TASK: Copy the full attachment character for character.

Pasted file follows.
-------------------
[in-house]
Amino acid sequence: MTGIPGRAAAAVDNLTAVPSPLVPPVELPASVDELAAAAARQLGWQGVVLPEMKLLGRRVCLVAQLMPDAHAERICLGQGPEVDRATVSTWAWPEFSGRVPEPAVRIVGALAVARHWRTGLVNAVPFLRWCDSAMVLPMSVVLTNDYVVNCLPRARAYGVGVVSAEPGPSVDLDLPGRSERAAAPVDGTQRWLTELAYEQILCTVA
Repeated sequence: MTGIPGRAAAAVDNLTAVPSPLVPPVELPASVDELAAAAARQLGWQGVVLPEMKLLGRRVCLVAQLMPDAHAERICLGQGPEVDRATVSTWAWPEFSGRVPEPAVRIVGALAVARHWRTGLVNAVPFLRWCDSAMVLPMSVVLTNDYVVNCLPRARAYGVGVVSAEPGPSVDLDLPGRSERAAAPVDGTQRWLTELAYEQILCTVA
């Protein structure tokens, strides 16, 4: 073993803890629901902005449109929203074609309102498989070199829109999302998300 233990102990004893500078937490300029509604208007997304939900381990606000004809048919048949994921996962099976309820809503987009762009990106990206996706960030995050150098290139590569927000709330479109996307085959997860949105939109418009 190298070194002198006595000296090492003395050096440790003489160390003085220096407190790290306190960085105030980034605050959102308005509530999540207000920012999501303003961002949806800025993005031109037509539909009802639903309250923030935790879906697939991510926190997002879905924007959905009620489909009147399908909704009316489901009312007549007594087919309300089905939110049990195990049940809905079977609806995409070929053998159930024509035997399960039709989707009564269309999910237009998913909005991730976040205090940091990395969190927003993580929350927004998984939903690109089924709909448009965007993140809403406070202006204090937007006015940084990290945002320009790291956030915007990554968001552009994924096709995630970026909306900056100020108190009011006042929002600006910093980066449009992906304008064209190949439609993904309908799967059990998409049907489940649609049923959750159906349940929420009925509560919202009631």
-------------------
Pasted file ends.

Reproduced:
[in-house]
Amino acid sequence: MTGIPGRAAAAVDNLTAVPSPLVPPVELPASVDELAAAAARQLGWQGVVLPEMKLLGRRVCLVAQLMPDAHAERICLGQGPEVDRATVSTWAWPEFSGRVPEPAVRIVGALAVARHWRTGLVNAVPFLRWCDSAMVLPMSVVLTNDYVVNCLPRARAYGVGVVSAEPGPSVDLDLPGRSERAAAPVDGTQRWLTELAYEQILCTVA
Repeated sequence: MTGIPGRAAAAVDNLTAVPSPLVPPVELPASVDELAAAAARQLGWQGVVLPEMKLLGRRVCLVAQLMPDAHAERICLGQGPEVDRATVSTWAWPEFSGRVPEPAVRIVGALAVARHWRTGLVNAVPFLRWCDSAMVLPMSVVLTNDYVVNCLPRARAYGVGVVSAEPGPSVDLDLPGRSERAAAPVDGTQRWLTELAYEQILCTVA
């Protein structure tokens, strides 16, 4: 073993803890629901902005449109929203074609309102498989070199829109999302998300 233990102990004893500078937490300029509604208007997304939900381990606000004809048919048949994921996962099976309820809503987009762009990106990206996706960030995050150098290139590569927000709330479109996307085959997860949105939109418009 190298070194002198006595000296090492003395050096440790003489160390003085220096407190790290306190960085105030980034605050959102308005509530999540207000920012999501303003961002949806800025993005031109037509539909009802639903309250923030935790879906697939991510926190997002879905924007959905009620489909009147399908909704009316489901009312007549007594087919309300089905939110049990195990049940809905079977609806995409070929053998159930024509035997399960039709989707009564269309999910237009998913909005991730976040205090940091990395969190927003993580929350927004998984939903690109089924709909448009965007993140809403406070202006204090937007006015940084990290945002320009790291956030915007990554968001552009994924096709995630970026909306900056100020108190009011006042929002600006910093980066449009992906304008064209190949439609993904309908799967059990998409049907489940649609049923959750159906349940929420009925509560919202009631």